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Health Savings Account (HSA)

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What happens if I die before depleting my HSA assets?

Any remaining balance in your HSA will become the property of your named beneficiary when you die. If your spouse is your beneficiary, the HSA will be treated as your spouse’s own HSA. If someone other than your spouse is the beneficiary, the HSA stops being an HSA as of the date of death. The beneficiary must include the fair market value of the assets in their taxable income for the year. Death distributions are not subject to the additional 20% tax. 

What is a Health Savings Account (HSA)?

A Health Savings Account (HSA) is a tax-advantaged custodial account, similar to an IRA, that may be established by an individual who is covered by a high deductible health plan (HDHP). HSAs are used to accumulate savings to pay for current and future medical expenses, and to supplement retirement savings.

What is a high deductible health plan (HDHP)?

A high deductible health plan (HDHP) is a health insurance plan that typically charges lower premiums than traditional full-coverage health insurance, but requires a higher deductible (the amount of medical expenses the individual must pay out-of-pocket before insurance will cover expenses). Individuals covered by an HDHP may save in an HSA to help pay for the medical expenses incurred before the insurance covers their expenses.

To be paired with an HSA, an HDHP must contain certain limits. It cannot cover medical expenses (with exceptions for preventive care and certain other limited coverage) until at least the minimum deductible has been reached, and must limit the amount of out-of-pocket expenses that the individual must pay.

HSA-Eligible High Deductible Health Plan Limits Self-only coverage Family coverage
Minimum deductible $1,350 (2019)
$2,700 (2019)
$1,400 (2020)
$2,800 (2020)
Maximum out-of-pocket expenses
(deductibles, co-payments, & other
amounts, excluding premiums)
$6,750 (2019)
$13,500 (2019)
$6,900 (2020)
$13,800 (2020)


What are the benefits of an HSA?

Triple Tax Benefits 
• Tax-deductible – Contributions to an HSA are 100% tax deductible up to the legal limit (similar to an IRA).
• Tax-deferred – Earnings in the HSA grow tax-deferred.
• Tax-free – HSA distributions are tax-free if used to pay for qualified medical expenses.  If money is used for a non-qualified expense, the withdrawal is taxed as detailed below.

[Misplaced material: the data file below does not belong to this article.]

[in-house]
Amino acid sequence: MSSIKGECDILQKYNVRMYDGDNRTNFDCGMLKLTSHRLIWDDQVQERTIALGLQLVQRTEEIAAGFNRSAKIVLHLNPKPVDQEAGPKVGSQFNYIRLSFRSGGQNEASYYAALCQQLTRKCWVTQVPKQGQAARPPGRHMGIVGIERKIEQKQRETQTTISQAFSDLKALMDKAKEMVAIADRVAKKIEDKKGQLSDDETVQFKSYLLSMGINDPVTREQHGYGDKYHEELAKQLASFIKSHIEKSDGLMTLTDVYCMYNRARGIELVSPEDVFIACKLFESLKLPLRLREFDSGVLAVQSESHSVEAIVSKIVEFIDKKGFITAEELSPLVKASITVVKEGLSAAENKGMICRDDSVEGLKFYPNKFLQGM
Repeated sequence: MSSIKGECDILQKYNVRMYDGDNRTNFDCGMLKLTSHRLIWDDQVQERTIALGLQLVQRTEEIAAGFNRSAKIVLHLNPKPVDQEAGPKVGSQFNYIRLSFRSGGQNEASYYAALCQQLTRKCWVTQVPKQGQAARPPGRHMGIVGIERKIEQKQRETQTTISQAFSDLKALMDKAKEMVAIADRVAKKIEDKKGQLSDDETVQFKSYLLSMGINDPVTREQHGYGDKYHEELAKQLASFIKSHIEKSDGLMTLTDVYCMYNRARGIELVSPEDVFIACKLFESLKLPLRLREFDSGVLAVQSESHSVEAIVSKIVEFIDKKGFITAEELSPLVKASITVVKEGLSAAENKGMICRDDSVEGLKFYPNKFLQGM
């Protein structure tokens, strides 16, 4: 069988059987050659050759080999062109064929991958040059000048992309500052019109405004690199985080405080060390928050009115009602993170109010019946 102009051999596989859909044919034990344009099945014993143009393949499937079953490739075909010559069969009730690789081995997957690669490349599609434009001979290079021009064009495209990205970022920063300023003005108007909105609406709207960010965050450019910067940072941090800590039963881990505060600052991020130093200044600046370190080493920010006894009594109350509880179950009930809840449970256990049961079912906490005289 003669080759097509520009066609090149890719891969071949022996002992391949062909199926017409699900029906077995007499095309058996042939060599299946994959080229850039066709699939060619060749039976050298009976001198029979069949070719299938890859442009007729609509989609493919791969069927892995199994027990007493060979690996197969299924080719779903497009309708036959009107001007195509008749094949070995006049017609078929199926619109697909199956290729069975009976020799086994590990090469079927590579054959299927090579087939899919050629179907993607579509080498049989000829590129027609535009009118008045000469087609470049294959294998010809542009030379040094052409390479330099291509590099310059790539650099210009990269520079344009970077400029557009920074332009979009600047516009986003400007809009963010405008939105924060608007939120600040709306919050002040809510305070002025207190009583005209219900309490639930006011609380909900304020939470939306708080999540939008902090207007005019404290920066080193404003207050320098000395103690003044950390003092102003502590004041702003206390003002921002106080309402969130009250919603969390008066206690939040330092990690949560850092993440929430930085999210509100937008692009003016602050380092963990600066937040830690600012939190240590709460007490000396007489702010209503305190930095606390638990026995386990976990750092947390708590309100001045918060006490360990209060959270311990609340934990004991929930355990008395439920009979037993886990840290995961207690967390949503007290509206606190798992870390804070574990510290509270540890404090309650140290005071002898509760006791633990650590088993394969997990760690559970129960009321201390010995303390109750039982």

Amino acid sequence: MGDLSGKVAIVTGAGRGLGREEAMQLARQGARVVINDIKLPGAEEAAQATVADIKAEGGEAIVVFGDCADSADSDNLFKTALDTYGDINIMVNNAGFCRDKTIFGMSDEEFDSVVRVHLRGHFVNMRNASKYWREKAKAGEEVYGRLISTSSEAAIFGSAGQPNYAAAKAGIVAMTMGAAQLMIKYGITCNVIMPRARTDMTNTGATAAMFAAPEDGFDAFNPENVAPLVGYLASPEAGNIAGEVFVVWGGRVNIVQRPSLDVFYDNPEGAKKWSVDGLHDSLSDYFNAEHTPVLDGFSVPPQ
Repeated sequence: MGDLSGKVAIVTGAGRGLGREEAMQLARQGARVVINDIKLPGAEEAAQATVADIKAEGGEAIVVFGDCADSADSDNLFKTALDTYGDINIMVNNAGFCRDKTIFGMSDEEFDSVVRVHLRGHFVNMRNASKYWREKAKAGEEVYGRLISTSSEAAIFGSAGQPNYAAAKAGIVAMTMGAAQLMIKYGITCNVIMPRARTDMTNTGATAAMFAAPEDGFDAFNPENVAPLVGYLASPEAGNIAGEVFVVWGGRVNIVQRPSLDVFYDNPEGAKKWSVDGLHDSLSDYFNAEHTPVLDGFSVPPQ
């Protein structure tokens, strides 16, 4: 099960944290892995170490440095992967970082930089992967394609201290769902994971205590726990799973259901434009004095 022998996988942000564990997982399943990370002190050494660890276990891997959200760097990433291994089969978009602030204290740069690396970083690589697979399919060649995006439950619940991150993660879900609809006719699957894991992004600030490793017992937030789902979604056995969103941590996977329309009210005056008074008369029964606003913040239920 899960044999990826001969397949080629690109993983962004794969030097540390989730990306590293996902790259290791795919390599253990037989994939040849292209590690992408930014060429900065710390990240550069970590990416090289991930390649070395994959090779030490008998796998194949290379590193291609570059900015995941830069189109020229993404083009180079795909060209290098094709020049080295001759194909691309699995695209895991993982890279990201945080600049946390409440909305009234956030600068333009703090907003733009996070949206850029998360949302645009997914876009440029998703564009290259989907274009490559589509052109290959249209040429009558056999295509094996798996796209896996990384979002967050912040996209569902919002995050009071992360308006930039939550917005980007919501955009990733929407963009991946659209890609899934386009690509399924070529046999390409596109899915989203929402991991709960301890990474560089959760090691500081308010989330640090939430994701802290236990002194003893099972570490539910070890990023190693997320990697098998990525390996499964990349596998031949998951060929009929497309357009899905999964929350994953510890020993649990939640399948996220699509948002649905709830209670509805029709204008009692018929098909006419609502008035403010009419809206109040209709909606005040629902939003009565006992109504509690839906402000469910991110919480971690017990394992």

Money is Yours
• At the end of the year, the unused money in your health savings account is not Instead, it continues to grow tax-deferred (unlike a Flexible Spending Account).
• It is your account and is not tied to your You can continue taking tax-free qualified distributions from your HSA even if you no longer participate in an HDHP. These characteristics make HSAs useful for not only paying current medical expenses, but also for saving for medical and other expenses that may arise in retirement.
You have control over choosing and directing your investments
• Some HSA providers limit the investments available for your HSA to money markets, mutual funds and other liquid assets. This is advantageous if you plan to tap into the HSA regularly.
• If you intend to use your HSA to save money for retirement, HSA providers, such as Mainstar, allow the HSA owner to invest in a wide range of investments similar to an IRA.

Am I required to make an HSA contribution every year?

You are not required to make an HSA contribution each year, and you can vary the amount you choose to contribute each year.

Can anyone establish an HSA?

To establish and fund an HSA, you...

Must be covered by an HDHP as of the first day of the month
Cannot also be covered by a non-HDHP health plan
Cannot be enrolled in Medicare
Cannot be claimed as a dependent on another person’s tax return

Can I make contributions to my HSA other than annual contributions?

You may directly transfer assets from one HSA to another or from an Archer Medical Savings Account (MSA) to an HSA. You may also take a distribution from your MSA and HSA accounts and roll those distributions to an HSA. Rollovers must be completed within 60 days, and only one rollover is allowed in a 12-month period.